Three Levels of Listening: Café Conversation, Part 1
[This post is the first in a summer series of three posts on Three Levels of Listening. Stay tuned for the remaining two posts in this series, and download the tipsheet Three Levels of Listening in the meantime!]
You are at a learning event, one you did not design, and you listen intently to the facilitator and your peers as a lively discussion plays out like beautiful chords of music throughout the room. You are mesmerized as the voices rise and fall – sometimes softly, sometimes loudly – in a rhythm that seems to be led by an unseen conductor. You are drawn to participate in the group discussion as much as possible and speak your mind and share your wisdom, and questions, freely.
All of the sudden you are surprised to find that the event is over and the lights are flickering as a sign that it’s time to go. As you make your way out the door you are basking in what felt like an orchestrated musical event. You wonder to yourself, “What just happened?” – you can’t remember the last time you were so engaged.
You can’t wait to meet up with your two friends, who also attended the event, at a local café and discuss the experience. As the three of you arrive at the café and find an open table, you can barely wait to be seated before you burst with exuberance about the event. You use words like “orchestra”, “musical”, “beautiful”, “freedom”, and “love” to describe your experience. Your friends listen to your animated description and nod. They felt it too. They add words of their own like “lively”, “friendly”, “intense”, and “peaceful.”
You sit back in your chair and relive the enjoyment of the event with your friends.
Level Three – Listening to the Emotional Field (of the Whole)
There are many aspects to listening, and I’d like to draw your attention to three distinct levels. Level One is where you listen to what is happening inside of you. Level Two is where you listen to another person with focus and attention. Level Three is when you listen to the broader emotional field, or dynamic, around you. We all take in information on these three levels, but we are not always paying attention to all three levels. The story above is an example of Level Three Listening as the three friends describe the emotional field they experienced at the event.
Imagine that you can turn a knob and fine tune your listening to pick up on the emotional field or dynamic that is present in a family, team, or event.
- Think of a time in the recent past when you were very aware of the dynamic around you and it made you uncomfortable. What words would you use to describe the emotional field in that experience?
- Now think of a time when you were aware of a fun or joyful dynamic, like in the learning event story described above. What words would you use to describe the emotional field in at experience?
Congratulations, you just practiced honing your listening skills to capture and name the dynamic or emotional field that was present in your experience. You may have noticed that this skill is one you already have working for you. The purpose of this blog post is to draw your attention to it so you can strengthen it and use it more intentionally. Some people call the ability to name the emotional field accessing “intuition.” Others call it something they just know in their “gut.” What do you call it?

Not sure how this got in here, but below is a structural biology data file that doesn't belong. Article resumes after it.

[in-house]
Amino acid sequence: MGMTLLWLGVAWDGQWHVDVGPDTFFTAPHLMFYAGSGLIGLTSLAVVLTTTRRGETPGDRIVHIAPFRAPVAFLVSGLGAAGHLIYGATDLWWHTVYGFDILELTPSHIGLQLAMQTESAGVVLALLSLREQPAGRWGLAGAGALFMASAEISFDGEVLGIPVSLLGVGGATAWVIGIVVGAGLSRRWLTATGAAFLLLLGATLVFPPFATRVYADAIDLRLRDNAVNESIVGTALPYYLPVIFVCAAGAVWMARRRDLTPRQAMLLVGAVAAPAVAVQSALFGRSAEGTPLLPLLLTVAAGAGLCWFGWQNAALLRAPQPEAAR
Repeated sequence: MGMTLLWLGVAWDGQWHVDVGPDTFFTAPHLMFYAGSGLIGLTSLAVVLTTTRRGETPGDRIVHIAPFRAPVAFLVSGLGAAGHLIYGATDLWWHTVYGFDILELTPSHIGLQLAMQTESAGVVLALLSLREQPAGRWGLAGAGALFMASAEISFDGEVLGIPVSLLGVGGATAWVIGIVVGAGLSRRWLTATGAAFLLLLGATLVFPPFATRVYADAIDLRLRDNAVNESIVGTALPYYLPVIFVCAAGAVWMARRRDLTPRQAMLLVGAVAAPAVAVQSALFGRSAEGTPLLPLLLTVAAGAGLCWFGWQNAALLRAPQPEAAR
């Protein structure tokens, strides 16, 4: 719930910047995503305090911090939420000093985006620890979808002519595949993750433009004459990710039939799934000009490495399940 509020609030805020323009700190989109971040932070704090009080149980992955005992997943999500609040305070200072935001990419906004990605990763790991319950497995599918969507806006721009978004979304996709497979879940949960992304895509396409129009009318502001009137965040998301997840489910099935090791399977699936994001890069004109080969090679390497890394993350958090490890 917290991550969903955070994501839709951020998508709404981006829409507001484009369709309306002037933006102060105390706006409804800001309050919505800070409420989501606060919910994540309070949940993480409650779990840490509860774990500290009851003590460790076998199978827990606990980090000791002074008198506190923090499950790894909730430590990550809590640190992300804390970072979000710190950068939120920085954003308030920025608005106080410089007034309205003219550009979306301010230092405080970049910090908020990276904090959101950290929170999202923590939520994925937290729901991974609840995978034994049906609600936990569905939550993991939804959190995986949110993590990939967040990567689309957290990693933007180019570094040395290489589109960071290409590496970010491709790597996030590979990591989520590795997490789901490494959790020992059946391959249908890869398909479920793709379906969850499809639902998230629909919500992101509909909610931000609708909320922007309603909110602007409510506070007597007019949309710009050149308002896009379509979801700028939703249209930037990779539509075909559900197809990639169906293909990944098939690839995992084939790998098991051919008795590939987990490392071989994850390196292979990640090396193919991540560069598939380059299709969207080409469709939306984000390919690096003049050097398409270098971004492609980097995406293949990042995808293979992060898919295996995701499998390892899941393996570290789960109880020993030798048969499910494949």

- What benefit is there to being aware of and listening for the emotional field in a group situation?
- In a learning event, once you pay attention to the emotional field, how might that help you deepen your learning as an individual? As a team?
- What is the dynamic you anticipate you will be walking into at your next work meeting? What was the dynamic at your last meeting?
- How comfortable are you with paying attention to listening to the emotional field?
- As a leader, how might awareness of the emotional field help you lead more effectively? What can you do to shift the emotional field to be more conducive to learning in a group setting?
What if you were to set an intention to listen to the emotional field of your family or workplace throughout this next week? You can do this by taking a break every two hours or so throughout the day and asking the question “What is the dynamic now?” Then consider what two or three words come to mind that describe the “vibe” in the room. Now that you have expanded your awareness of the current dynamic, how might that influence what you do next?
Are you willing to take on the challenge? If so, please post your learning in the comments section below and let’s learn together what Level Three Listening has to offer us this week!
Stay tuned for another post soon on Level Two Listening.
Wendy Balman firstname.lastname@example.org is an ICF professional certified coach, a consultant and a coach trainer practicing in Chicagoland, IL, USA. Her passion is to provoke people to deeper learning and to grow their capacity to creatively address life’s challenges and opportunities with joy.